I thought we would spend a few months in New Zealand to save up some money, do a quick trip to see the “must-do’s” of NZ, and hop on a plane back to Asia. I never thought we would stay in one place for so long, or even if we could stay in one place – I assumed we would get bored and want to go somewhere new.
We live in a gorgeous house on a hill in Wellington with four of the best New Zealanders. I can hear tūis whistling outside my bedroom window every morning, and my daily run features views like this:
I’ve somehow managed to get a great job, where I’m valued as a person as well as an employee, where I’m trusted with responsibility and where I’m challenged. I’m able to take trips at the weekends with my boyfriend/travel partner to see the mountains, to get lost in the forest, or even to explore foreign cities.
So, if you aren’t quite ready to leave New Zealand yet either, here is how to apply for a Working Holiday Visa extension for an additional 11 months, in five easy steps. It’s not as simple as the first visa, but it’s still a relatively easy process. Good luck!
Your first port of call is going to be contacting Immigration to find an approved medical centre near your location. In order for your visa extension application to be approved, you need to prove you are in good health. Immigration require certain medical tests to be completed in order to ensure this. Unless you’ve had them done before by an approved specialist, you will need a General Medical Certificate as well as a Chest X-Ray.
Note: Not all medical centres offer the correct tests for the visa application, and only certain centres are accepted for the visa application. This is why you should contact Immigration to make sure you have your testing done at an approved centre. We went to The Terrace Medical Specialists in Wellington for our general medical testing, and to Pacific Radiology for our chest x-rays.
I recommend contacting the approved medical specialists in your area as soon as possible because sometimes the wait lists for an appointment are quite long. It’s a good idea to get a quote for the costs and you may need to organise taking time off work to have the tests, since most centres only offer appointments during normal weekday working hours.
Go to this page on the Immigration.govt.nz website and download and print the Working Holiday Scheme Second Work Visa Application (INZ 1223) form (found here). You do not need to print the General Medical Certificate or Chest X-Ray forms; the medical centre will complete this electronically.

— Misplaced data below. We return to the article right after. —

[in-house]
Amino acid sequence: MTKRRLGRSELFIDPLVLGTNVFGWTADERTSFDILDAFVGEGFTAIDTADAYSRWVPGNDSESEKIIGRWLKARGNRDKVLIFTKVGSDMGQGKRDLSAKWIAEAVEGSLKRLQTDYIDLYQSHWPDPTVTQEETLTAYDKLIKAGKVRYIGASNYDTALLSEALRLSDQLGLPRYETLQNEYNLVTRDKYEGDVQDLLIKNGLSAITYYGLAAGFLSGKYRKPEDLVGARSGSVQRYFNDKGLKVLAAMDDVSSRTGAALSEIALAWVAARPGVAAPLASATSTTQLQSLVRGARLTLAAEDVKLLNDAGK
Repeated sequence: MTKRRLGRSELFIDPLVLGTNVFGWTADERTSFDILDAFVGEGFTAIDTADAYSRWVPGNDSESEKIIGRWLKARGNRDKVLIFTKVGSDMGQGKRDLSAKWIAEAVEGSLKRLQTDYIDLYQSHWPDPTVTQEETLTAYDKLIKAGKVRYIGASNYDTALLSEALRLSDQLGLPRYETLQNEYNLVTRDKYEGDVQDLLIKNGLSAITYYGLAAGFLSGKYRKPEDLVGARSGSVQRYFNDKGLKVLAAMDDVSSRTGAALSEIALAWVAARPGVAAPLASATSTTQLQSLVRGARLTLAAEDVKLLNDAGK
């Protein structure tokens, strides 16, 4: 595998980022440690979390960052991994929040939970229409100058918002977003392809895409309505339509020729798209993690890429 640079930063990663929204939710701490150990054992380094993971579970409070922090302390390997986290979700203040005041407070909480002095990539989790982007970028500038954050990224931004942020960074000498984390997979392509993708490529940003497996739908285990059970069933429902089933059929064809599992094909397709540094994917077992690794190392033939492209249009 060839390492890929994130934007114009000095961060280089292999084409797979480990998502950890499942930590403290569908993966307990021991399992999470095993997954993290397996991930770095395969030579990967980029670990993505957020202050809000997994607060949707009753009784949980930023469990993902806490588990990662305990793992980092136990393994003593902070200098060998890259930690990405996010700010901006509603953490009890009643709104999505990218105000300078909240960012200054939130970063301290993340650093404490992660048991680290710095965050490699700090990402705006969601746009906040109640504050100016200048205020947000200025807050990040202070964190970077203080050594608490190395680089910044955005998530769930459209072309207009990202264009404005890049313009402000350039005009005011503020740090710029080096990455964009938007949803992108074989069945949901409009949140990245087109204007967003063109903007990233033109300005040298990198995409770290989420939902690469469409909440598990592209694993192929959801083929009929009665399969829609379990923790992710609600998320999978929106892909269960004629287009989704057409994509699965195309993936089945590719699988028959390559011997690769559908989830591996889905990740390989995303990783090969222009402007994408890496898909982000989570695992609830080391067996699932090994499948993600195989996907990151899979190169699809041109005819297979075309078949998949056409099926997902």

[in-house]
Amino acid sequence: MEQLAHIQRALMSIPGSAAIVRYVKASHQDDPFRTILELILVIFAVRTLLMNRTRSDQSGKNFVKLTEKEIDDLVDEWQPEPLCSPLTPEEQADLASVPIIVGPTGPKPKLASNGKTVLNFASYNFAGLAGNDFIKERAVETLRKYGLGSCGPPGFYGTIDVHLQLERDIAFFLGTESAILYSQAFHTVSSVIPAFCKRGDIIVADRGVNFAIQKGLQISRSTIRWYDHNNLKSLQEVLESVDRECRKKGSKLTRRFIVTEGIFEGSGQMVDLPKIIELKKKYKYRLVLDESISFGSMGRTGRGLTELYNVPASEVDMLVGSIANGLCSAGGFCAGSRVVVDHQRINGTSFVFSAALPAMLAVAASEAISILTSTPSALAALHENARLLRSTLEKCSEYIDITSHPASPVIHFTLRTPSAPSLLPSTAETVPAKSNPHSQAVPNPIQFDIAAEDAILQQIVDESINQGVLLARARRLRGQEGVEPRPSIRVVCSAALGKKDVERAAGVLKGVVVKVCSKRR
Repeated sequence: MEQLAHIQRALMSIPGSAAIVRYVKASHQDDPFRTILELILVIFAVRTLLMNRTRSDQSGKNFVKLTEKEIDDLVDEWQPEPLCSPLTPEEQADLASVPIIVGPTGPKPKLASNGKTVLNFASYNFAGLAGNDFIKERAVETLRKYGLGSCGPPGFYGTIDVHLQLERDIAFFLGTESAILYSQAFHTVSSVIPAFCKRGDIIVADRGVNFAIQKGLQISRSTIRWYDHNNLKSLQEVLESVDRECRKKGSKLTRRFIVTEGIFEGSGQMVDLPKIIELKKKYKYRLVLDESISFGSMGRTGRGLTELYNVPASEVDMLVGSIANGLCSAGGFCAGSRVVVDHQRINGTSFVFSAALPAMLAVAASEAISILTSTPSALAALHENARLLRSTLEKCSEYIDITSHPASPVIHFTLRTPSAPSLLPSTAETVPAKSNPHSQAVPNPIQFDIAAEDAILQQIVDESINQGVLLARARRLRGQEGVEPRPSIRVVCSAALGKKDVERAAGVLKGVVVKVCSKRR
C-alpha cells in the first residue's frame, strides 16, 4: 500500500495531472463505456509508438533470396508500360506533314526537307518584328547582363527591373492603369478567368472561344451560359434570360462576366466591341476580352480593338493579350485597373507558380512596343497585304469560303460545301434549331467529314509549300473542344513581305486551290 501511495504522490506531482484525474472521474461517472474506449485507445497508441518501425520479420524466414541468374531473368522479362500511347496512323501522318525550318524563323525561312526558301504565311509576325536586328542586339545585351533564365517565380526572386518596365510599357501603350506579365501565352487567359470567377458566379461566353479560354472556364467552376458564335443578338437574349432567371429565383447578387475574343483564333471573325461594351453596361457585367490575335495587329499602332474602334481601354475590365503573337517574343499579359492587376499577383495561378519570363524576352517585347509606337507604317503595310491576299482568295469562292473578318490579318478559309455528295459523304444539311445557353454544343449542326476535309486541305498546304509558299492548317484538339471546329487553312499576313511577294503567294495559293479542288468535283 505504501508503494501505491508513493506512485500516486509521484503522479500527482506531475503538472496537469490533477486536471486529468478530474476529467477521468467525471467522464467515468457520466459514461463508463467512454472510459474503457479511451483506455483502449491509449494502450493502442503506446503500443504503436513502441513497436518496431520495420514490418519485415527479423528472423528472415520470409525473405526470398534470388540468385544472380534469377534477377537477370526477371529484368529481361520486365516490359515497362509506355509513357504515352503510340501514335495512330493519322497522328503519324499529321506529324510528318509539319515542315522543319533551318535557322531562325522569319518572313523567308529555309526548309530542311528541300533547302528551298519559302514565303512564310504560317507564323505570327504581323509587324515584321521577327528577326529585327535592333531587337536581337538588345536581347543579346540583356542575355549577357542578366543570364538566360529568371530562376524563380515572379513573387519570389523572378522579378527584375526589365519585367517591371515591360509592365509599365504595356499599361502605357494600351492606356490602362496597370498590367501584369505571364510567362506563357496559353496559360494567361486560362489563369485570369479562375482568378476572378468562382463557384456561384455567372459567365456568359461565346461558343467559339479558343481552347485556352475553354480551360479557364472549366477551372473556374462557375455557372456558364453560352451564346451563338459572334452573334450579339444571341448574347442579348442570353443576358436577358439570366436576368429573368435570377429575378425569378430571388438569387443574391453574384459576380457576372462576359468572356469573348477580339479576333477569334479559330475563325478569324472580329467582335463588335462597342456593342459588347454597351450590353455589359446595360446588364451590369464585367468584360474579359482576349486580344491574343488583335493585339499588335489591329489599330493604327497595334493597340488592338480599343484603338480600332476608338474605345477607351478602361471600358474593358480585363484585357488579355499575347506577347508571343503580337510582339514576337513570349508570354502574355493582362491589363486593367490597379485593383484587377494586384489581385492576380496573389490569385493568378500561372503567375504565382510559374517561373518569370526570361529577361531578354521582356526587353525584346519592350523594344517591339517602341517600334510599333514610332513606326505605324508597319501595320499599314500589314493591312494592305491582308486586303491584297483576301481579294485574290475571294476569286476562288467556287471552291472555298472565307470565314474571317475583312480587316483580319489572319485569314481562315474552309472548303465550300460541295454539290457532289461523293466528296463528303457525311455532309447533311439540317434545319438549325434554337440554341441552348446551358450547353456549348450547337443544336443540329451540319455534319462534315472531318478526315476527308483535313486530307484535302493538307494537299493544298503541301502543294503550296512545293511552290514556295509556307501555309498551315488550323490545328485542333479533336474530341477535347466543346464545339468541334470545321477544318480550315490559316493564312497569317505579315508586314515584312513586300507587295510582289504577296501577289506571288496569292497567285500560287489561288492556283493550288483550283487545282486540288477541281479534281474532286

You will need to complete the form by hand and attach two passport photographs (taken within the last six months), as well as proof of your flight out of New Zealand or your funds to purchase a flight. We had our photos taken at the Post Shop for $20 NZD each. The form is simple to complete, but here’s what I answered to a couple of tricky questions:
Our tests for the General Medical Certificate took about 20 minutes each. Nothing abnormal is tested and you won’t need to take your clothes off! They check things like your height and weight, eyesight, ears, respiratory system and joints, plus you’ll have a urine and blood test. We had this done at The Terrace Medical Specialists and it cost $375 NZD each.
The Chest X-Ray takes only a few seconds and involves standing in front of a machine while taking a deep breath in and out – you’ll be in the waiting room longer than you’re in the X-Ray room! We had this done at Pacific Radiology and it cost $150 each. Some medical centres can do the General Medical testing and the X-Ray at their centre; the Terrace Medical Specialists organised our appointments at Pacific Radiology for us because they did not have X-Ray facilities themselves.
Note: The medical centre will submit your medical tests to Immigration New Zealand on your behalf. You won’t even see the results unless you contact the medical centre and request a copy of them.
When you’ve done all of the above, you’re ready to submit your application. Make sure you send the following: